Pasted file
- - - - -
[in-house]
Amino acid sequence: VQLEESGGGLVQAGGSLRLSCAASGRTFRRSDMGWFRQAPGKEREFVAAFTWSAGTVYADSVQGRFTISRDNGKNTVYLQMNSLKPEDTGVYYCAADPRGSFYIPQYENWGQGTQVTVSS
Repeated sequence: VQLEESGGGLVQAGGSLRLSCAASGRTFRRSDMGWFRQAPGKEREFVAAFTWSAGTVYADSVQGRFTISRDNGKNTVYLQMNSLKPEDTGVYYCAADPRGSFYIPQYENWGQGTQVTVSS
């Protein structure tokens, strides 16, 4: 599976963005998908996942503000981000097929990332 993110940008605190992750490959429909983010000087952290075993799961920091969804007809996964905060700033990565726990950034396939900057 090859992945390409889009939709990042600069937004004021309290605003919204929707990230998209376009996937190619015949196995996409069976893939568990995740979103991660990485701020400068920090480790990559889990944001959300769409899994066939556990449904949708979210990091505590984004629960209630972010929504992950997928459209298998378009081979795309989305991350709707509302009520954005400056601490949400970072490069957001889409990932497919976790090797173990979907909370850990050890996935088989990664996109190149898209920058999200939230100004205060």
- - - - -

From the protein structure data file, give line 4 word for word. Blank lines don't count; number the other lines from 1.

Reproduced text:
């Protein structure tokens, strides 16, 4: 599976963005998908996942503000981000097929990332 993110940008605190992750490959429909983010000087952290075993799961920091969804007809996964905060700033990565726990950034396939900057 090859992945390409889009939709990042600069937004004021309290605003919204929707990230998209376009996937190619015949196995996409069976893939568990995740979103991660990485701020400068920090480790990559889990944001959300769409899994066939556990449904949708979210990091505590984004629960209630972010929504992950997928459209298998378009081979795309989305991350709707509302009520954005400056601490949400970072490069957001889409990932497919976790090797173990979907909370850990050890996935088989990664996109190149898209920058999200939230100004205060």